Via Food Law and Policy Clinic

Today, the Harvard Law School Food Law and Policy Clinic (FLPC), with support from ReFED and Food Policy Action, released Opportunities to Reduce Food Waste in the 2018 Farm Bill, a report detailing how Congress can take action to reduce food waste, with a focus on opportunities to make such changes in the next farm bill. Passed every 5 – 7 years, the farm bill is the largest piece of food and agriculture-related legislation in the United States that addresses virtually every aspect of our food and agriculture system, from crop insurance to the Supplemental Nutrition Assistance Program (SNAP, formerly food stamps). Yet, although each farm bill appropriates nearly $500 billion to support our food system, not a single dollar is spent to ensure that the food produced in this country makes it to people’s plates instead of the garbage.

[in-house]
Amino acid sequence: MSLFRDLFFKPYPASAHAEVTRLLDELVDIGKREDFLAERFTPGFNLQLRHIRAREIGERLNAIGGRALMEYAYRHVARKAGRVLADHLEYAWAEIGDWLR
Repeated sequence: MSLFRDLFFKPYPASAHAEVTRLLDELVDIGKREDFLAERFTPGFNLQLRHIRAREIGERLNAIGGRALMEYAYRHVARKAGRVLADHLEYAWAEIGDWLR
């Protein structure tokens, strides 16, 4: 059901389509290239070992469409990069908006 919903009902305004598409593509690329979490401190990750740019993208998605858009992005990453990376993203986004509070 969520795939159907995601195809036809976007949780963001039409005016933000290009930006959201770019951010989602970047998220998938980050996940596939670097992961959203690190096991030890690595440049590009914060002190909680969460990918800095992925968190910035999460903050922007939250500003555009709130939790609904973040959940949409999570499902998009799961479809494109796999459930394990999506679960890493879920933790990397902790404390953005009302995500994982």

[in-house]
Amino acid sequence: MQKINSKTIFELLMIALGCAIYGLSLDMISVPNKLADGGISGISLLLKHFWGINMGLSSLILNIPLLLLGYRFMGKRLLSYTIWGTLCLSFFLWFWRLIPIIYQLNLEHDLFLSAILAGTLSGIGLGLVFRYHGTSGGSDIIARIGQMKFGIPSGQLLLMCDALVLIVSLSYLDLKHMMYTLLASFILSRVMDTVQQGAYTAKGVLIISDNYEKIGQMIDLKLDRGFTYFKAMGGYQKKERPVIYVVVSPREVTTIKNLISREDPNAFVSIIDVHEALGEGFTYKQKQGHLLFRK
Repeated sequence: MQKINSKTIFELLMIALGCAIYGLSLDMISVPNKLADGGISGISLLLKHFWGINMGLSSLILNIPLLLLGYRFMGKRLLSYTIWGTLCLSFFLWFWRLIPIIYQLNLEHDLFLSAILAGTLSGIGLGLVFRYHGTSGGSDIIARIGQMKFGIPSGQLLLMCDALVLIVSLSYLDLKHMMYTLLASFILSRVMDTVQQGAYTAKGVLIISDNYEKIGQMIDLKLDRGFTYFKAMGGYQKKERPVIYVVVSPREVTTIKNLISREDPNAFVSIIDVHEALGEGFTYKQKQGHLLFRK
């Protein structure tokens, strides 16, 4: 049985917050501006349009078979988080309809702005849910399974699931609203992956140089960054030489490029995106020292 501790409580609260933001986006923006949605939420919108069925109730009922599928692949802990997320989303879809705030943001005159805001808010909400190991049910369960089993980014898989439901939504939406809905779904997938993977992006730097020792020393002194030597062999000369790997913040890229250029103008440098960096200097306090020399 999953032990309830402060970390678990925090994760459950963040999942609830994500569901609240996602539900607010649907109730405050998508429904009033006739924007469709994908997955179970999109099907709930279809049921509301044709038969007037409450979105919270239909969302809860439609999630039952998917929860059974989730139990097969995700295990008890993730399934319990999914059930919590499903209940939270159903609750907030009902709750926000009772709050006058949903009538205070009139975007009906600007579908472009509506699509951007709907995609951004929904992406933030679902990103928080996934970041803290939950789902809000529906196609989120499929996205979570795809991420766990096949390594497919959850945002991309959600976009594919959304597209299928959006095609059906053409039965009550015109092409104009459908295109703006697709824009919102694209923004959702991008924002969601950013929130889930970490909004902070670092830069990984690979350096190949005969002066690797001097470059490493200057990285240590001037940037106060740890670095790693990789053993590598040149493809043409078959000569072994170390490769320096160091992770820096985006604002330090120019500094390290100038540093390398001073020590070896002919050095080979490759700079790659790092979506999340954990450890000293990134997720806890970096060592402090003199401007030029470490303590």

In the US, we waste approximately 40% of the food we produce, and this waste has tremendous economic, social and environmental costs. As we throw 62.5 million tons of wholesome food into the landfill each year, approximately 1 in 7 Americans is food insecure. We spend precious natural and economic resources—about 20% of fresh water, farmland, and fertilizer and $218 billion per year—to produce, process, distribute, and dispose of this food. The farm bill provides a predictable and visible opportunity to address food waste on a national scale.

Opportunities to Reduce Food Waste in the 2018 Farm Bill outlines 17 recommendations organized to reflect the priorities outlined in the EPA’s food waste reduction hierarchy. Similar to the EPA hierarchy this report breaks food waste recommendations into categories based on whether they are intended to reduce food waste at the source, recover more food for those in need, or recycle food scraps through composting or anaerobic digestion. The report also proposes a system of government coordination to ensure that food waste solutions can be effectively implemented and remain a federal priority. Each recommendation is followed by implementation opportunities, which describe how the policy change could be incorporated into the farm bill or other federal legislation.

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